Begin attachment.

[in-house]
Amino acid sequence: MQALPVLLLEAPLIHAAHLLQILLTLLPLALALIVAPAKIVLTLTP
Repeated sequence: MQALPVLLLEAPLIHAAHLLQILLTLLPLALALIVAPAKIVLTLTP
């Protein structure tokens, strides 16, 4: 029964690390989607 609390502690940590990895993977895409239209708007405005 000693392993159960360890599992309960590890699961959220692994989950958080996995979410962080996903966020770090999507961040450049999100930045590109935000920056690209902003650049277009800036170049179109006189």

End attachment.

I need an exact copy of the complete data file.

[in-house]
Amino acid sequence: MQALPVLLLEAPLIHAAHLLQILLTLLPLALALIVAPAKIVLTLTP
Repeated sequence: MQALPVLLLEAPLIHAAHLLQILLTLLPLALALIVAPAKIVLTLTP
């Protein structure tokens, strides 16, 4: 029964690390989607 609390502690940590990895993977895409239209708007405005 000693392993159960360890599992309960590890699961959220692994989950958080996995979410962080996903966020770090999507961040450049999100930045590109935000920056690209902003650049277009800036170049179109006189």